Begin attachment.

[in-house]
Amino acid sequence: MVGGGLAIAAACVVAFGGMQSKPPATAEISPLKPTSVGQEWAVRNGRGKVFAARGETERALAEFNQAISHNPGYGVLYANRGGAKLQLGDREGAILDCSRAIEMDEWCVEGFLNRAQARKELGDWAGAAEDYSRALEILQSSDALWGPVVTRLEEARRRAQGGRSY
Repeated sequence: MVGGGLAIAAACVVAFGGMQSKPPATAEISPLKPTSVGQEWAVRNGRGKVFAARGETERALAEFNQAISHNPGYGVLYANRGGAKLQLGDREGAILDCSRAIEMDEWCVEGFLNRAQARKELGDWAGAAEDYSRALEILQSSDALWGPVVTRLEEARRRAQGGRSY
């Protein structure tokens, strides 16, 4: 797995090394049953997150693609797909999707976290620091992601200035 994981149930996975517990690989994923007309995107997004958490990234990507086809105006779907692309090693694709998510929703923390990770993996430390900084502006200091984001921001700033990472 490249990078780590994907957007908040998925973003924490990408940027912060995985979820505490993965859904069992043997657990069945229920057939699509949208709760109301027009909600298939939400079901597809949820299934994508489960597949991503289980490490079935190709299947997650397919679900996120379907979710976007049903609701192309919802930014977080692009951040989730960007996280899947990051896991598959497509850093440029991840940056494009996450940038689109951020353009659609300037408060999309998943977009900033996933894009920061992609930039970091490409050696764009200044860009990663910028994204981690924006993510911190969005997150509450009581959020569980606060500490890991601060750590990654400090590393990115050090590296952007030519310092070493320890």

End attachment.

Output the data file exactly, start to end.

[in-house]
Amino acid sequence: MVGGGLAIAAACVVAFGGMQSKPPATAEISPLKPTSVGQEWAVRNGRGKVFAARGETERALAEFNQAISHNPGYGVLYANRGGAKLQLGDREGAILDCSRAIEMDEWCVEGFLNRAQARKELGDWAGAAEDYSRALEILQSSDALWGPVVTRLEEARRRAQGGRSY
Repeated sequence: MVGGGLAIAAACVVAFGGMQSKPPATAEISPLKPTSVGQEWAVRNGRGKVFAARGETERALAEFNQAISHNPGYGVLYANRGGAKLQLGDREGAILDCSRAIEMDEWCVEGFLNRAQARKELGDWAGAAEDYSRALEILQSSDALWGPVVTRLEEARRRAQGGRSY
């Protein structure tokens, strides 16, 4: 797995090394049953997150693609797909999707976290620091992601200035 994981149930996975517990690989994923007309995107997004958490990234990507086809105006779907692309090693694709998510929703923390990770993996430390900084502006200091984001921001700033990472 490249990078780590994907957007908040998925973003924490990408940027912060995985979820505490993965859904069992043997657990069945229920057939699509949208709760109301027009909600298939939400079901597809949820299934994508489960597949991503289980490490079935190709299947997650397919679900996120379907979710976007049903609701192309919802930014977080692009951040989730960007996280899947990051896991598959497509850093440029991840940056494009996450940038689109951020353009659609300037408060999309998943977009900033996933894009920061992609930039970091490409050696764009200044860009990663910028994204981690924006993510911190969005997150509450009581959020569980606060500490890991601060750590990654400090590393990115050090590296952007030519310092070493320890």